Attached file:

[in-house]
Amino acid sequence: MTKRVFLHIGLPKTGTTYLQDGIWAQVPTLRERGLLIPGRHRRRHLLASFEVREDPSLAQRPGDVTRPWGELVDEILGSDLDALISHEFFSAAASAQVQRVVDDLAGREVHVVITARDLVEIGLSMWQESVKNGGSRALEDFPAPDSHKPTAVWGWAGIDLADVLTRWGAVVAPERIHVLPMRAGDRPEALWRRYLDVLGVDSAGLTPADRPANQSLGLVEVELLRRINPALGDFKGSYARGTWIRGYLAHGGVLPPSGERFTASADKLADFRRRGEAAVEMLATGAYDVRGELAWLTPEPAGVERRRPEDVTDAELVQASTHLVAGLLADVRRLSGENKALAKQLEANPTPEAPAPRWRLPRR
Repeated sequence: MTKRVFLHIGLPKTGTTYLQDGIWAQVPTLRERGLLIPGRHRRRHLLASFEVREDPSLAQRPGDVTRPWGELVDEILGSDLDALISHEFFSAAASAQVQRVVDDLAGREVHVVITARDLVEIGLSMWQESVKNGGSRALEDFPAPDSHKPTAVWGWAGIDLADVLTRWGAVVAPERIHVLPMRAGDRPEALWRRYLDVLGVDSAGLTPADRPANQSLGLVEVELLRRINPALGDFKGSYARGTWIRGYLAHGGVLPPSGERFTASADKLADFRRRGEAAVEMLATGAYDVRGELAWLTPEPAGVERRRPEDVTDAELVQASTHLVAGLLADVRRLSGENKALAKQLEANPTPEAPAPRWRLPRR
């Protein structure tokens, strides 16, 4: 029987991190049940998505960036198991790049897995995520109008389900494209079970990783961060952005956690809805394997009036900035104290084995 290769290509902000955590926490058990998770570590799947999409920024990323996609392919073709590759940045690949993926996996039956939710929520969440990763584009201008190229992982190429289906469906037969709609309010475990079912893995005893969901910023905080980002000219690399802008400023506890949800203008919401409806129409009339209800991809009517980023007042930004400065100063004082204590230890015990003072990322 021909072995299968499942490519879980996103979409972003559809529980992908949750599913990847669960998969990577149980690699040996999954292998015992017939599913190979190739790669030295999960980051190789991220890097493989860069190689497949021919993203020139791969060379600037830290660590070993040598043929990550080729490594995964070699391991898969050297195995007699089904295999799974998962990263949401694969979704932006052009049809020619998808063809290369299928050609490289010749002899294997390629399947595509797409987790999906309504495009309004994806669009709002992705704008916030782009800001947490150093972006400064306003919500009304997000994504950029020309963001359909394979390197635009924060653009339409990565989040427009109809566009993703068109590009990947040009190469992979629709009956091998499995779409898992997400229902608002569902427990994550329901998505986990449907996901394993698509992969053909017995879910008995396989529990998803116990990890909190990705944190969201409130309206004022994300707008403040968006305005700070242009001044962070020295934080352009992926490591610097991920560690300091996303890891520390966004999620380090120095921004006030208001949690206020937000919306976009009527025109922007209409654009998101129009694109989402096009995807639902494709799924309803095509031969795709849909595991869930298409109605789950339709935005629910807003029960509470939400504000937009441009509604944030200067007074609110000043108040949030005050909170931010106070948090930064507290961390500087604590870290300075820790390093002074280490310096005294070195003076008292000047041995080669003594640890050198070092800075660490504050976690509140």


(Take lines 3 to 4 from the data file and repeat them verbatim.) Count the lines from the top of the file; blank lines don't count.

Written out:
Repeated sequence: MTKRVFLHIGLPKTGTTYLQDGIWAQVPTLRERGLLIPGRHRRRHLLASFEVREDPSLAQRPGDVTRPWGELVDEILGSDLDALISHEFFSAAASAQVQRVVDDLAGREVHVVITARDLVEIGLSMWQESVKNGGSRALEDFPAPDSHKPTAVWGWAGIDLADVLTRWGAVVAPERIHVLPMRAGDRPEALWRRYLDVLGVDSAGLTPADRPANQSLGLVEVELLRRINPALGDFKGSYARGTWIRGYLAHGGVLPPSGERFTASADKLADFRRRGEAAVEMLATGAYDVRGELAWLTPEPAGVERRRPEDVTDAELVQASTHLVAGLLADVRRLSGENKALAKQLEANPTPEAPAPRWRLPRR
């Protein structure tokens, strides 16, 4: 029987991190049940998505960036198991790049897995995520109008389900494209079970990783961060952005956690809805394997009036900035104290084995 290769290509902000955590926490058990998770570590799947999409920024990323996609392919073709590759940045690949993926996996039956939710929520969440990763584009201008190229992982190429289906469906037969709609309010475990079912893995005893969901910023905080980002000219690399802008400023506890949800203008919401409806129409009339209800991809009517980023007042930004400065100063004082204590230890015990003072990322 021909072995299968499942490519879980996103979409972003559809529980992908949750599913990847669960998969990577149980690699040996999954292998015992017939599913190979190739790669030295999960980051190789991220890097493989860069190689497949021919993203020139791969060379600037830290660590070993040598043929990550080729490594995964070699391991898969050297195995007699089904295999799974998962990263949401694969979704932006052009049809020619998808063809290369299928050609490289010749002899294997390629399947595509797409987790999906309504495009309004994806669009709002992705704008916030782009800001947490150093972006400064306003919500009304997000994504950029020309963001359909394979390197635009924060653009339409990565989040427009109809566009993703068109590009990947040009190469992979629709009956091998499995779409898992997400229902608002569902427990994550329901998505986990449907996901394993698509992969053909017995879910008995396989529990998803116990990890909190990705944190969201409130309206004022994300707008403040968006305005700070242009001044962070020295934080352009992926490591610097991920560690300091996303890891520390966004999620380090120095921004006030208001949690206020937000919306976009009527025109922007209409654009998101129009694109989402096009995807639902494709799924309803095509031969795709849909595991869930298409109605789950339709935005629910807003029960509470939400504000937009441009509604944030200067007074609110000043108040949030005050909170931010106070948090930064507290961390500087604590870290300075820790390093002074280490310096005294070195003076008292000047041995080669003594640890050198070092800075660490504050976690509140």